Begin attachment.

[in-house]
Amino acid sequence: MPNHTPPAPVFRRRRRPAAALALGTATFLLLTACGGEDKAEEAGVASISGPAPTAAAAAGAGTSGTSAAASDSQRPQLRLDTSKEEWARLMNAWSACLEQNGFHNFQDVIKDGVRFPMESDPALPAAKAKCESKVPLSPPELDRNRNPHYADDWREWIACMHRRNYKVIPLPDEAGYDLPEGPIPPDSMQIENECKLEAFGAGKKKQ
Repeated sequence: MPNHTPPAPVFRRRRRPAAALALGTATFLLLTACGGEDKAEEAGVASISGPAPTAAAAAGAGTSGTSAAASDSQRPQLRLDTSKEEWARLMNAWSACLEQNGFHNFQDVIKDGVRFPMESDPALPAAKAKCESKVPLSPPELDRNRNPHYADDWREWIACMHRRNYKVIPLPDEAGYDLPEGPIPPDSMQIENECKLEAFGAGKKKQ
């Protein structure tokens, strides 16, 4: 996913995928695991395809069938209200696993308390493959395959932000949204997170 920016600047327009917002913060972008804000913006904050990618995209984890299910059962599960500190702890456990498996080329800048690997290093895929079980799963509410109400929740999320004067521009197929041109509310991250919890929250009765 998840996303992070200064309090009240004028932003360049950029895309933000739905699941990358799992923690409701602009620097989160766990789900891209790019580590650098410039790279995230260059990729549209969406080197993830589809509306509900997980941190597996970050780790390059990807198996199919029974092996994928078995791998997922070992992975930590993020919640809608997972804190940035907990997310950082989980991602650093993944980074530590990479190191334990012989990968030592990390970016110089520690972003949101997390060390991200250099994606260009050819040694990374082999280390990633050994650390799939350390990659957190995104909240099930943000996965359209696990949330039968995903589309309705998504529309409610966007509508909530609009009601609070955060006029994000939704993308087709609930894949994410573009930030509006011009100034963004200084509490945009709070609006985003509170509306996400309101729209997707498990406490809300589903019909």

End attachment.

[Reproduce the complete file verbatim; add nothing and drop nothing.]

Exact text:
[in-house]
Amino acid sequence: MPNHTPPAPVFRRRRRPAAALALGTATFLLLTACGGEDKAEEAGVASISGPAPTAAAAAGAGTSGTSAAASDSQRPQLRLDTSKEEWARLMNAWSACLEQNGFHNFQDVIKDGVRFPMESDPALPAAKAKCESKVPLSPPELDRNRNPHYADDWREWIACMHRRNYKVIPLPDEAGYDLPEGPIPPDSMQIENECKLEAFGAGKKKQ
Repeated sequence: MPNHTPPAPVFRRRRRPAAALALGTATFLLLTACGGEDKAEEAGVASISGPAPTAAAAAGAGTSGTSAAASDSQRPQLRLDTSKEEWARLMNAWSACLEQNGFHNFQDVIKDGVRFPMESDPALPAAKAKCESKVPLSPPELDRNRNPHYADDWREWIACMHRRNYKVIPLPDEAGYDLPEGPIPPDSMQIENECKLEAFGAGKKKQ
């Protein structure tokens, strides 16, 4: 996913995928695991395809069938209200696993308390493959395959932000949204997170 920016600047327009917002913060972008804000913006904050990618995209984890299910059962599960500190702890456990498996080329800048690997290093895929079980799963509410109400929740999320004067521009197929041109509310991250919890929250009765 998840996303992070200064309090009240004028932003360049950029895309933000739905699941990358799992923690409701602009620097989160766990789900891209790019580590650098410039790279995230260059990729549209969406080197993830589809509306509900997980941190597996970050780790390059990807198996199919029974092996994928078995791998997922070992992975930590993020919640809608997972804190940035907990997310950082989980991602650093993944980074530590990479190191334990012989990968030592990390970016110089520690972003949101997390060390991200250099994606260009050819040694990374082999280390990633050994650390799939350390990659957190995104909240099930943000996965359209696990949330039968995903589309309705998504529309409610966007509508909530609009009601609070955060006029994000939704993308087709609930894949994410573009930030509006011009100034963004200084509490945009709070609006985003509170509306996400309101729209997707498990406490809300589903019909």